HALEIWA, Hawaii (AP) — Hawaii photographer Clark Little is known for his stunning images from inside the barrels of some of the most powerful and dangerous waves on Earth.
The native of Oahu’s North Shore has spent the last 15 years documenting shorebreak waves, the monster swells that roll in from the Pacific and crash directly onto the sand, unobstructed by reefs or shallow water.
Little just released a book, “The Art of Waves,” that chronicles his adventures in the ocean. It contains more than 150 of his favorite images.
“Shorebreak is so beautiful and scary at the same time,” Little said. “I used to surf the shorebreak, so … it’s my comfort zone. I like sand bottom. I think it has more aqua beautiful colors.”
Surfing great Kelly Slater affectionately calls Little “Turbo” — he was known for driving fast and taking chances when the two got to know each other decades ago, well before Slater became one of surfing’s most decorated athletes.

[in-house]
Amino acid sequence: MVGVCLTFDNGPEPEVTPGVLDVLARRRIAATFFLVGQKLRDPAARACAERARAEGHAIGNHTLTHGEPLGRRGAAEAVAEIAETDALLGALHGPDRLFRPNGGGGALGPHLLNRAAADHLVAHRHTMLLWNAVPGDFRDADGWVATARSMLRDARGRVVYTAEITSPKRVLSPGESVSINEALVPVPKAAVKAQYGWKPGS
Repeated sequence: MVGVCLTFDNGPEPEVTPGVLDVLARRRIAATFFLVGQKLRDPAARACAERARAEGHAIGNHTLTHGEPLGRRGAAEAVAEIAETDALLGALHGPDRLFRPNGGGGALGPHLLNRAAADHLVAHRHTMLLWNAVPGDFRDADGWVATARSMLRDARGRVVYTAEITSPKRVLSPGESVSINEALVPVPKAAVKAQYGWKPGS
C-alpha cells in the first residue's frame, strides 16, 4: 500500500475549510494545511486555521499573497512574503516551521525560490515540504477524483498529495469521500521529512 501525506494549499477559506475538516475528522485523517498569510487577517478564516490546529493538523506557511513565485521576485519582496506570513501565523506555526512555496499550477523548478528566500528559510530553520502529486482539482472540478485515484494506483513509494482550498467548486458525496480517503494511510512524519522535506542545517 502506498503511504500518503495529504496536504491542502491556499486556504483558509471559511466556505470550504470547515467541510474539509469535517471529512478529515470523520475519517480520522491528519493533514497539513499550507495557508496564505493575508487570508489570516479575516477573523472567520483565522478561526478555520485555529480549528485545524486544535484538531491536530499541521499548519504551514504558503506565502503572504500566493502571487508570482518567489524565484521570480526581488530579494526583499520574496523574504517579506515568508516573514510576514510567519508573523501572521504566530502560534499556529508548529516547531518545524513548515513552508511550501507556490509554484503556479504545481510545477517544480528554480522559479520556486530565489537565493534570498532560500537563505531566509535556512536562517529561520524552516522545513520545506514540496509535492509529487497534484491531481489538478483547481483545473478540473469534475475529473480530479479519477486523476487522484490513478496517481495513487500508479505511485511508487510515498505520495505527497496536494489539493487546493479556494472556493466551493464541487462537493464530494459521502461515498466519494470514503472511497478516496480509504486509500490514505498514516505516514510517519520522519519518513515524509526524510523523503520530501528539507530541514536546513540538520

“Clark is so connected with what he’s looking at. It seems so natural to him,” said Slater, who wrote the forward to the new book. “It just struck him one day to start capturing it.”
Big wave surfer Laird Hamilton said Little’s photography gives him the chance to examine the beauty and complexity of the ocean in a way that’s impossible when surfing in the chaotic and big seas he likes to be in.
“His books capture the things about the ocean that make us believe in higher powers,” Hamilton said.
When he was younger, Little would surf the shorebreak waves, something few people dare to do. But Little said even he gets into trouble in these conditions.
“On a big day and I’m trying to swim out to get the shot … then there’s one wave, two waves, three waves,” Little said. “Then I’m out of breath and then there’s another five more waves. I can’t swim in. I can’t get out because it’s pulling. It’s huge. And it’s just, it’s chaos.”
People around the globe were showing respect for waves Wednesday in honor of World Oceans Day, an annual event aimed at promoting conservation and raising awareness of the human impact on oceans.